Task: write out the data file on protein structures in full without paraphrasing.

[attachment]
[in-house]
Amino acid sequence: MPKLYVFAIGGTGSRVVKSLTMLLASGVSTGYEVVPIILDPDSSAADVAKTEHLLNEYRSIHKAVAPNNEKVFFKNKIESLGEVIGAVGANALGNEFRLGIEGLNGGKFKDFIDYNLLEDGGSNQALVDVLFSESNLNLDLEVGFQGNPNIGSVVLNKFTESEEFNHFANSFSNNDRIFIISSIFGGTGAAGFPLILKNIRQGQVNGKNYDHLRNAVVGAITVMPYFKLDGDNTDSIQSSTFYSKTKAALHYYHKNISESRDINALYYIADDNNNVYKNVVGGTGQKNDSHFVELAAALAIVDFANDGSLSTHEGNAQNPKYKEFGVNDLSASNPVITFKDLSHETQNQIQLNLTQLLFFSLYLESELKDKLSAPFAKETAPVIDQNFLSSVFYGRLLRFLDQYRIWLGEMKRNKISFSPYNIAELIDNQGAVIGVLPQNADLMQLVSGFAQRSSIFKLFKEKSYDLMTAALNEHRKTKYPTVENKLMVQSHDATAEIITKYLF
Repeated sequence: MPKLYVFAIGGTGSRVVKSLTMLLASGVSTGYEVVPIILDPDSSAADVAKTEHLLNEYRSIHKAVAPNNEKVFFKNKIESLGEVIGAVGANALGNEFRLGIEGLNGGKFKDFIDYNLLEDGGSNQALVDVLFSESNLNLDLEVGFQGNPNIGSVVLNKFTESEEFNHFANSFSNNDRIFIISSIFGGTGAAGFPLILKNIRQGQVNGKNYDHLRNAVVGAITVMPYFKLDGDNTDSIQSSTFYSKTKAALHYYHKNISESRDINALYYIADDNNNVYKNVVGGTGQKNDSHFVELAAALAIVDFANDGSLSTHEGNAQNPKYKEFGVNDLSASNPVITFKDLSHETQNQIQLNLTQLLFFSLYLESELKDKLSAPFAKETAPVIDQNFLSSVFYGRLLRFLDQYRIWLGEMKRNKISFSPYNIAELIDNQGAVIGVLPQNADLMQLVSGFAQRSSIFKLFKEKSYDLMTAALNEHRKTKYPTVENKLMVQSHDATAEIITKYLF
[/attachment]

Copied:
[in-house]
Amino acid sequence: MPKLYVFAIGGTGSRVVKSLTMLLASGVSTGYEVVPIILDPDSSAADVAKTEHLLNEYRSIHKAVAPNNEKVFFKNKIESLGEVIGAVGANALGNEFRLGIEGLNGGKFKDFIDYNLLEDGGSNQALVDVLFSESNLNLDLEVGFQGNPNIGSVVLNKFTESEEFNHFANSFSNNDRIFIISSIFGGTGAAGFPLILKNIRQGQVNGKNYDHLRNAVVGAITVMPYFKLDGDNTDSIQSSTFYSKTKAALHYYHKNISESRDINALYYIADDNNNVYKNVVGGTGQKNDSHFVELAAALAIVDFANDGSLSTHEGNAQNPKYKEFGVNDLSASNPVITFKDLSHETQNQIQLNLTQLLFFSLYLESELKDKLSAPFAKETAPVIDQNFLSSVFYGRLLRFLDQYRIWLGEMKRNKISFSPYNIAELIDNQGAVIGVLPQNADLMQLVSGFAQRSSIFKLFKEKSYDLMTAALNEHRKTKYPTVENKLMVQSHDATAEIITKYLF
Repeated sequence: MPKLYVFAIGGTGSRVVKSLTMLLASGVSTGYEVVPIILDPDSSAADVAKTEHLLNEYRSIHKAVAPNNEKVFFKNKIESLGEVIGAVGANALGNEFRLGIEGLNGGKFKDFIDYNLLEDGGSNQALVDVLFSESNLNLDLEVGFQGNPNIGSVVLNKFTESEEFNHFANSFSNNDRIFIISSIFGGTGAAGFPLILKNIRQGQVNGKNYDHLRNAVVGAITVMPYFKLDGDNTDSIQSSTFYSKTKAALHYYHKNISESRDINALYYIADDNNNVYKNVVGGTGQKNDSHFVELAAALAIVDFANDGSLSTHEGNAQNPKYKEFGVNDLSASNPVITFKDLSHETQNQIQLNLTQLLFFSLYLESELKDKLSAPFAKETAPVIDQNFLSSVFYGRLLRFLDQYRIWLGEMKRNKISFSPYNIAELIDNQGAVIGVLPQNADLMQLVSGFAQRSSIFKLFKEKSYDLMTAALNEHRKTKYPTVENKLMVQSHDATAEIITKYLF